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What to do after a Difficult Week Teaching Religious Education

What to do after a difficult week teaching religious education
Have you had a terribly difficult week teaching religious education?  My (Lisa's) last class before Spring Break was just awful.  Was it them?  Was it me?  Was it a full moon?  Whatever it was, I was thankful for the break.  But before walking back into my classroom of third graders, I knew I needed to take action to improve the situation.

Teaching religious education to children can be difficult as well as extremely rewarding.  Jesus is the heart of all catechesis, so usually when I'm struggling while preparing or teaching the faith to children, I offer it up in prayer.

But this time, I knew I needed to go a little deeper than my usual prayers before walking back into the classroom.  I turned to 31 Days to Becoming a Better Religious Educator by Jared Dees of for a mini retreat during Spring Break.  The book consists of short focused chapters ending in an exercise and scripture reading with questions to examine the topic deeper.

The first chapter, Day 1 is titled "Recall Your Calling as a Religious Educator." Opening the book to that chapter title after my last classroom experience was difficult.  I didn't feel called to be a religious educator at that moment, I felt defeated.  But when I hit the exercise portion of the chapter, Jared asked all the right questions to get me excited about teaching the faith again.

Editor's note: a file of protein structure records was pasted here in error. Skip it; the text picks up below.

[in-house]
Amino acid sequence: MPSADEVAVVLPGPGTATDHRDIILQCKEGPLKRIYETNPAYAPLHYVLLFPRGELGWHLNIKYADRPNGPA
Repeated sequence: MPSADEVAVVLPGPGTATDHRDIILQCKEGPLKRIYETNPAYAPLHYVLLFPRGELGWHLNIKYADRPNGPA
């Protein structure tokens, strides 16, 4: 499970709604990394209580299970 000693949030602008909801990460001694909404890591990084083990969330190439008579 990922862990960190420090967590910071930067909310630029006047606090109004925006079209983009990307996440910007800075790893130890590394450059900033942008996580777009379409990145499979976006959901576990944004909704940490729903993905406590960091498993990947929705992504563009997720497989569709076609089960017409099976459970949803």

In the exercise, you are asked to create a "Big Why" list, so that when teaching is difficult, you can turn to this list to focus and remember your calling.  To create your list, you are to ask yourself:
  • If I had to choose just one lesson about God that my students need to hear the most, what would it be?
  • What is one belief my students struggle with the most?
  • What is one spiritual practice my students could benefit from the most?
  • If I could help my students make one change in their lives, what would it be?
  • What aspect of the faith are kids missing the most in their lives?
  • What are the biggest problems adult Catholics experience in the Church?
I sat in the carpool line (where I do all my serious reading) writing on my yellow pad of paper answering these as fast as I could.  What surprised me the most is that I knew my answers so quickly. And how some of those answers have changed after teaching third graders over the last four years and as I've experienced my own kids nearing their teen years.

Looking over my answers I realized these were my calling.  God placed the answers in my heart to help guide me in the classroom. In the midst of what I might feel is chaos at times in class, my calling is to help the kids know and love God.  And while every week might not feel like a home run, I need to trust God and allow the Holy Spirit to work through me to share His message with each student, as they need to hear it.

In the midst of teaching I'd forgotten what drives me to volunteer every year as a catechist, what I hope to pass on to the students I have the pleasure to spend time with each week.  Working through this small but powerful book is helping me become a better disciple, servant, leader and teacher.

What do you do when you have a difficult week teaching religious education?
Lisa Jones

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